• Leon Pantenburg | Survival Common Sense


Off grid camping lessons from the Northwest heat wave

562 400 Survival Common Sense Blog | Emergency Preparedness

 The recent Northwest heat wave caught my wife, Debbie, and me camping in our new camper off-grid.

Here are some things I learned.

By Leon Pantenburg

NEVER go camping without at least one five-gallon bucket. Debbie used ours to wash clothes.

This whole RV/camper thing is a new concept to me. My philosophy has always been that if you have to have all the comforts of home, just stay home. I abhor the idea of “glamping.”

But my wife and I decided to give the RV lifestyle a try so we could travel more. There were some music festivals to attend, friends to visit and national parks to explore.

The plan was to leave our Mississippi home in May to avoid the heat. So we did. Then we hit unseasonably hot weather for 15 days across the southwest, followed by record-breaking temps in Boise. The grand finale was Oregon heat that was 30 degrees higher than normal.

The trendy, off-grid camper we bought last spring proved to be woefully inadequate for this particular natural disaster or off-grid situation. The air conditioning couldn’t cool the trailer. The solar panel didn’t supply enough juice to re-charge the batteries. That meant the refrigerator couldn’t keep the food cool. With no AC, the camper interior was an oven. The gadgets, doo-dads  and electronic thingys didn’t work in these extreme conditions.

The camper didn’t have a fair chance to prove itself. I’m not sure any RV could have handled the extreme temperatures and weather conditions!

We camped at Suttle Lake, 12 miles from Sisters, Oregon. Temperatures reached 110 degrees at camp. Nearby Redmond recorded a new record high of 115 degrees.

My pickup dashboard showed record high temperatures.

For decades, Deb and I were hardcore backpacking and tent and tarp campers. Within a couple of days, we reverted to the old school tools and techniques that had served us well.

This worked:

Premium coolers can be worth the money: I’m guessing most  high end coolers are used to keep adult beverages cool. There is probably a fashion statement here somewhere – expensive toys can be trendy and peer pressure may dictate that you need a name brand item. But for an afternoon football, golf or soccer game, a bucket filled with ice can serve just fine.

If you ever have to keep prescription medicines cool (think insulin),  a premium cooler could be a Godsend. The cheap Igloo 48-gallon cooler (bought at the Sisters Bi Mart) kept ice for about 24 hours. My Patriot 48-gallon cooler can keep ice for five days in 100+ degree weather. (We left the Patriot at home – after all we had a refrigerator in the camper!)  The lodge at Suttle Lake was out of ice by mid-afternoon.  I had to drive 24 miles round trip to Sisters, Oregon to get more ice so our food wouldn’t spoil.

Cool off frequently. Stay cool by not getting overheated. We were camped next to the lake, and frequent dips in the water kept us from getting overheated. My office supervisor, Naga, a black Lab, loves this part. She would retrieve a ball thrown in the water to the point of exhaustion if we’d let her.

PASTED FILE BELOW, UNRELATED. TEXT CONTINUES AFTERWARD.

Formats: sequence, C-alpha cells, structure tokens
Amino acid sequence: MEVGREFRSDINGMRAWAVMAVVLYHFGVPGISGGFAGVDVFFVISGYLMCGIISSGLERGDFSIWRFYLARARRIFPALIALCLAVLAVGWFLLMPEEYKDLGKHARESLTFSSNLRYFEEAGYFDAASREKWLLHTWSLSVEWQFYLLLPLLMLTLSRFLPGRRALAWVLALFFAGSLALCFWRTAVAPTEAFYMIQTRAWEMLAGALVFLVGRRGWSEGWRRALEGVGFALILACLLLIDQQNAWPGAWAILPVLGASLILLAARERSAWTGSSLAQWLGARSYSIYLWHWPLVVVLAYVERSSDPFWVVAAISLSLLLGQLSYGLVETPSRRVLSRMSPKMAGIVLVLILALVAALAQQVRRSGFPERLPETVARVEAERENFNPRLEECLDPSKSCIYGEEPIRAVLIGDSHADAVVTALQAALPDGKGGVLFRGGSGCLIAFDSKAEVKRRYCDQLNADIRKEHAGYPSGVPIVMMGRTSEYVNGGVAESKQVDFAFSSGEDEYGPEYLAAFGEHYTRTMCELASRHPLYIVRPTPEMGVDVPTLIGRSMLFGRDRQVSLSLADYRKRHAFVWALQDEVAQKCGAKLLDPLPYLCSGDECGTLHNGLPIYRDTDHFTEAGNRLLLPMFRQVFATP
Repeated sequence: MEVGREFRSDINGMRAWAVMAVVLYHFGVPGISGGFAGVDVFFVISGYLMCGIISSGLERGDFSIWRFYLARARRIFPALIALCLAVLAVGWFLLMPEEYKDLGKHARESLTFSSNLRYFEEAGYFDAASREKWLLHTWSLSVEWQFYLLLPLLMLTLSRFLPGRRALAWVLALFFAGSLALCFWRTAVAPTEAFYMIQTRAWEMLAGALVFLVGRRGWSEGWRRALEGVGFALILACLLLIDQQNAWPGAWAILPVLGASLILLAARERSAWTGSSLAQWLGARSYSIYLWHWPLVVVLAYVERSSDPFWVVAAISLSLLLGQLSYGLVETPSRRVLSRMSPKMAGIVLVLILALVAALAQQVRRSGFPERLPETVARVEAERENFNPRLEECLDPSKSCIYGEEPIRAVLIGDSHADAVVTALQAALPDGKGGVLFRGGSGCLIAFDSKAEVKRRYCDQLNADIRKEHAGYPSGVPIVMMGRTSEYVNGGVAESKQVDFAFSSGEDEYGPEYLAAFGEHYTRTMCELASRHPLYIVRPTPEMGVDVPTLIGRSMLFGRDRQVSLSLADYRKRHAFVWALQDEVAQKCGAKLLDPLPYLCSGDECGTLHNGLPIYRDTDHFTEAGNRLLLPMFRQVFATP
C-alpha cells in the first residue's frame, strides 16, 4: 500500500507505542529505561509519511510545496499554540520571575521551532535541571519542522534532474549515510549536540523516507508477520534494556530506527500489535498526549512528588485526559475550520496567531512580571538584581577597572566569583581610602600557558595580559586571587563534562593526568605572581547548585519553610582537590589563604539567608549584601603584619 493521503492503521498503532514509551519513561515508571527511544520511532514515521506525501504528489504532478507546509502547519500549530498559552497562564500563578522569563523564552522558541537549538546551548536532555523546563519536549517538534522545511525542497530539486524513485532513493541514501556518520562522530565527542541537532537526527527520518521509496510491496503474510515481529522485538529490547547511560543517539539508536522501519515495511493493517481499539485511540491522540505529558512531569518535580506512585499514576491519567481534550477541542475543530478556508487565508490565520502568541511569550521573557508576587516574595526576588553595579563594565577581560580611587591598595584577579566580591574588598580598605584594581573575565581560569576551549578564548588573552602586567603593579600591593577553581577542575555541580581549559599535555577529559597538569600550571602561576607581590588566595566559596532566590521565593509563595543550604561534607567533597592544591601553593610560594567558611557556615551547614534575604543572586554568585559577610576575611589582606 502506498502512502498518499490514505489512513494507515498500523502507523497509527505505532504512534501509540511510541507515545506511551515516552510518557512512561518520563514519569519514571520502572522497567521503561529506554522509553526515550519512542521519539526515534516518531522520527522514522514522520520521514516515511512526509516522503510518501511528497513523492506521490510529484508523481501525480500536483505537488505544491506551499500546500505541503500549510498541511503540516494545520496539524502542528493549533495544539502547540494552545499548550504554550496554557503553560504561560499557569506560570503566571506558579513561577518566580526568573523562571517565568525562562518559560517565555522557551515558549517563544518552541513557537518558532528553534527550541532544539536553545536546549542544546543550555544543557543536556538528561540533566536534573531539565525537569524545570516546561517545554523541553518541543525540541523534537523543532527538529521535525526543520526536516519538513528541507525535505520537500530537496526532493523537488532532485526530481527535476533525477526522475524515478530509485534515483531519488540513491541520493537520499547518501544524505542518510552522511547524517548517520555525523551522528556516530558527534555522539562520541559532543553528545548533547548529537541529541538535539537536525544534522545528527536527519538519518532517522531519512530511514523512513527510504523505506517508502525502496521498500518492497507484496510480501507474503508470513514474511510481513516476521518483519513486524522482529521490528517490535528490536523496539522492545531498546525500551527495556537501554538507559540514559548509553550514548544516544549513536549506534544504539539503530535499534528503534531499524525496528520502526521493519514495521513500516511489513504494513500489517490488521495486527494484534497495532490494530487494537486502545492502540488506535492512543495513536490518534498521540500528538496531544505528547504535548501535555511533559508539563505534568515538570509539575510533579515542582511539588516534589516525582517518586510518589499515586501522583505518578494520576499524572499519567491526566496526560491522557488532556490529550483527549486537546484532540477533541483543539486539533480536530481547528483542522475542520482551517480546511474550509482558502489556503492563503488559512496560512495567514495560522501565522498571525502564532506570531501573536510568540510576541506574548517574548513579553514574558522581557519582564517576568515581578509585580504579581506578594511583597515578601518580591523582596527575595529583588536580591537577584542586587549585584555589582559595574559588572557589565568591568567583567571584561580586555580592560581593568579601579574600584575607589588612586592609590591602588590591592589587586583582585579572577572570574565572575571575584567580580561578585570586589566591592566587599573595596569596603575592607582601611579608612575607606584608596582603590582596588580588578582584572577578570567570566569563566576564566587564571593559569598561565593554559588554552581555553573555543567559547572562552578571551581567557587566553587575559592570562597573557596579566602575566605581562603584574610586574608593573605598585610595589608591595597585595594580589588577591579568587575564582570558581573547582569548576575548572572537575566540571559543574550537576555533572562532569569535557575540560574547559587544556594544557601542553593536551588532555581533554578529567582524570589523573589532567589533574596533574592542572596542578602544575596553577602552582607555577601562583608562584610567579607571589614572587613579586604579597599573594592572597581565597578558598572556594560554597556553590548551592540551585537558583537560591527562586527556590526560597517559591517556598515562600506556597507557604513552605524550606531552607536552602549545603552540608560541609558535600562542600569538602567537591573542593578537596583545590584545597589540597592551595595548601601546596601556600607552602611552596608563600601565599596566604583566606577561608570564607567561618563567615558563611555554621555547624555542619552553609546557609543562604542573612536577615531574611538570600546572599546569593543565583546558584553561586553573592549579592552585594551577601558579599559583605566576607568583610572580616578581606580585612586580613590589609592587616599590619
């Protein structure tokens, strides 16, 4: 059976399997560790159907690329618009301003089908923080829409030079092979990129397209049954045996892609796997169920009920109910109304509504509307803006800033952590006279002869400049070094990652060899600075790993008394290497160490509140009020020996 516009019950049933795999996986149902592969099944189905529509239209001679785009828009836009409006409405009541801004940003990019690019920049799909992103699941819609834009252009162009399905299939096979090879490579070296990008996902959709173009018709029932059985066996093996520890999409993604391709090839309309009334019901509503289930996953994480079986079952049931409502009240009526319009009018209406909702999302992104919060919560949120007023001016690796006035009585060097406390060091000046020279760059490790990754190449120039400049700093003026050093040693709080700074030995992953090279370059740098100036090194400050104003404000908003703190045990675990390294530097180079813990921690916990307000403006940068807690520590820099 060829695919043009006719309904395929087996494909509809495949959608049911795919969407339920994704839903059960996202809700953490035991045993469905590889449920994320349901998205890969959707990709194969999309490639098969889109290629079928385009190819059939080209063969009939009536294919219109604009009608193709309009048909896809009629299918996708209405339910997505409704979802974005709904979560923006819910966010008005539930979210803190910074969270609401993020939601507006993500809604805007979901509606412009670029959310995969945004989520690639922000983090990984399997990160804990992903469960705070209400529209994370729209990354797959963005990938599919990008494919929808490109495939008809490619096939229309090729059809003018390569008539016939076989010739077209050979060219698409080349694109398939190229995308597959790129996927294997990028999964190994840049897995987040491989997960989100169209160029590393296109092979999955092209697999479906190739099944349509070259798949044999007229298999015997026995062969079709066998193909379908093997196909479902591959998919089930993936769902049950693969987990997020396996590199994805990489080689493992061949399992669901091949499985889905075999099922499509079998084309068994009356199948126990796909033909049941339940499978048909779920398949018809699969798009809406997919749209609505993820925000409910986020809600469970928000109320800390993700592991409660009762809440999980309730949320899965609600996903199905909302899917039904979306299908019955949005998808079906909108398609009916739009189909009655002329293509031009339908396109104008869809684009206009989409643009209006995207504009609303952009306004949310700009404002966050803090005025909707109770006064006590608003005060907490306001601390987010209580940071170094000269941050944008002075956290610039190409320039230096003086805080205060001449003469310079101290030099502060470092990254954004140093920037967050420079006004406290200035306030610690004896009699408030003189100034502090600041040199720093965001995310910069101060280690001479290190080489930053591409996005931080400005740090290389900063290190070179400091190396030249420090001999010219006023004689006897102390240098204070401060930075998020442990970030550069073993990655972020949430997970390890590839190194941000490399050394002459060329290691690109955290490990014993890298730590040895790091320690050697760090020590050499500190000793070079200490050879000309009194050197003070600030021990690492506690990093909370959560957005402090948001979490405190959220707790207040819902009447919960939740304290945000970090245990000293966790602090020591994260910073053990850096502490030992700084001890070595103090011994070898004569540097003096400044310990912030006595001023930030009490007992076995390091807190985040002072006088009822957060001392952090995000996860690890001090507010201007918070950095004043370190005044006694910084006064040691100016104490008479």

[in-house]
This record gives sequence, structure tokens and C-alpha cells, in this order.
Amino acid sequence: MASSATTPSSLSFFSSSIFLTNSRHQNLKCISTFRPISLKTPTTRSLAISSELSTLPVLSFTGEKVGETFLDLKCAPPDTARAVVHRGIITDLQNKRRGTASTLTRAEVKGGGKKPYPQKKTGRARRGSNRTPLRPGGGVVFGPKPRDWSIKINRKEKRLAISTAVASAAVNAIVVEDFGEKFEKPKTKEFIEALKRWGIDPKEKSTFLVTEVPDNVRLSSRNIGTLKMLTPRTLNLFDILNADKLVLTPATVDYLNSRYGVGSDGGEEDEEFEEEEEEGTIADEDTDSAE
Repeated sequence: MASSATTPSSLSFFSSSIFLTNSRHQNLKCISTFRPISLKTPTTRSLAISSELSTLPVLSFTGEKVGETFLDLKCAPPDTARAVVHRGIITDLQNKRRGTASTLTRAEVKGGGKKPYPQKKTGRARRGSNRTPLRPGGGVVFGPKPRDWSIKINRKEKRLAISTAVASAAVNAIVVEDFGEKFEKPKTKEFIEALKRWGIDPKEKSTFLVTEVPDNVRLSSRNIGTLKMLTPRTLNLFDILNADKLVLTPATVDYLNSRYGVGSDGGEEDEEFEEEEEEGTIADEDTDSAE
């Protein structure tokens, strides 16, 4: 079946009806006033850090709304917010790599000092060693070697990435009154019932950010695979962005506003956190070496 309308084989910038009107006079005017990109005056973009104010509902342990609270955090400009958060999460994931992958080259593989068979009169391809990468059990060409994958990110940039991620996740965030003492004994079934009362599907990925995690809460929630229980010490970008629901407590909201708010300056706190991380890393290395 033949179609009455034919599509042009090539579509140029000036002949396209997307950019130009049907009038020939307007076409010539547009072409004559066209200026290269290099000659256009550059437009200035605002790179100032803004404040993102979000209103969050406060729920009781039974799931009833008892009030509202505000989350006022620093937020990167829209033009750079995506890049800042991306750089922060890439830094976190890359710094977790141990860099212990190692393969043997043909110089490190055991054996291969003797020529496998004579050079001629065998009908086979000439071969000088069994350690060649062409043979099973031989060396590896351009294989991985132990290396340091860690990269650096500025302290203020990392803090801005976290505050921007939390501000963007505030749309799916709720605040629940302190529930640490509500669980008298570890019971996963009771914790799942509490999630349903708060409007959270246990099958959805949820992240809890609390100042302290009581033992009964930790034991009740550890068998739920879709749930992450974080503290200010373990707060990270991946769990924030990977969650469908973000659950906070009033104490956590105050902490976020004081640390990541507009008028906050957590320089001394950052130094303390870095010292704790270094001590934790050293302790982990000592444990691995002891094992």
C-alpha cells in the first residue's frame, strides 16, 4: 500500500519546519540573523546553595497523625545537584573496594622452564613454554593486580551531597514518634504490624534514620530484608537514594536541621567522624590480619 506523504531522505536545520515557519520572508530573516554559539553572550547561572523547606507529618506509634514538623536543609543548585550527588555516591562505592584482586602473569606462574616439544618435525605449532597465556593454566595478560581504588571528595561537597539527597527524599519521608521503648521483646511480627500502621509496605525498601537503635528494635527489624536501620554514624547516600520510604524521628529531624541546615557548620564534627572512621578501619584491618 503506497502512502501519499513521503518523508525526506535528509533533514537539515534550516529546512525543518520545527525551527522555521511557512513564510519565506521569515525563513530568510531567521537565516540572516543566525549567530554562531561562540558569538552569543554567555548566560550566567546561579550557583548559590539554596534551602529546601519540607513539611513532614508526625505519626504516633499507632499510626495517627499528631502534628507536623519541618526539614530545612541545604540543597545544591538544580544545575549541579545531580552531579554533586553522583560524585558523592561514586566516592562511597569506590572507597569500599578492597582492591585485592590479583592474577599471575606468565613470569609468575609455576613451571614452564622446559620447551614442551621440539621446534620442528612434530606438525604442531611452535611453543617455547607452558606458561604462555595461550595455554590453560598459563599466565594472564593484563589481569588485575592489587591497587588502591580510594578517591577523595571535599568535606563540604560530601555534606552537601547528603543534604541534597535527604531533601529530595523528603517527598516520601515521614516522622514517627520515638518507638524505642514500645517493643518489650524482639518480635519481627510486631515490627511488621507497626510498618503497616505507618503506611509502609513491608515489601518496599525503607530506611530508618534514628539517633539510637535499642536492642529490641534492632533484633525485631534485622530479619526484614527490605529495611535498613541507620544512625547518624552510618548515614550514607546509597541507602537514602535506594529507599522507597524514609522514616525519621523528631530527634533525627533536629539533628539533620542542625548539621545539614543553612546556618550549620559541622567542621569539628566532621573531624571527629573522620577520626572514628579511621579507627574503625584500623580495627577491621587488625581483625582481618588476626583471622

A bandanna or hand towel soaked in water and worn around the neck is another good cooling technique. Wear a broad-brimmed hat and long-sleeved shirt. Stay out of direct sun as much as possible.

Take quick trips and maximize the vehicle air conditioning. Since I had to go get ice anyway, I’d wait until the heat of the day, and Naga and I would take off. The truck was cool, and it offered a respite from the outdoor heat.

Follow the shade: Our campsite was shady most of the day. But there were always hot spots when the sun broke through. We had several tarps along to create shade if needed.

Know how to make tarp shelters.

Make lots of tea for hydration. I have a hard time forcing myself to drink enough water when the H2O is the temperature of bath water.

Making tasty herbal sun tea can help a lot. Put tea and water in a clear container in the sun. Soon you will have a beverage that is more palatable. Put ice in it, and you have a refreshing beverage that will help keep you hydrated. Whatever – you need about a gallon of water daily under normal conditions. During hot weather, you need more.

Solar power is wonderful. When it’s sunny and it works.

The solar panel on top of the camper worked OK. But when it was in full or partial shade, the panel couldn’t keep the camper’s batteries charged.

On the other hand, a smaller set of solar panels we had did charge some of the smaller batteries that powered laptops and phones.

Keep battery packs charged: My wife and I work online, and anywhere we can plug in a laptop is the home office. (Right now, the office is a picnic table overlooking a lake!) We use a collection of batteries to power everything.

We never let batteries get completely drained. Every time a vehicle goes somewhere, there is a battery being charged.

Don’t forget five-gallon buckets: Don’t go camping without taking a couple of the big containers along. They are useful for everything, from washing clothes to carrying water.

Then there’s this:

Nobody want to go camping when it’s really hot and uncomfortable. But this was a good practice for a real disaster. We came out of the heat really well because we didn’t abandon our tried and proven gear for the new camper toy.

We also didn’t put all our eggs in the same basket by relying solely on the camper. As an aside, that camper is still on probation. It better be earning its keep!

Lessons learned!

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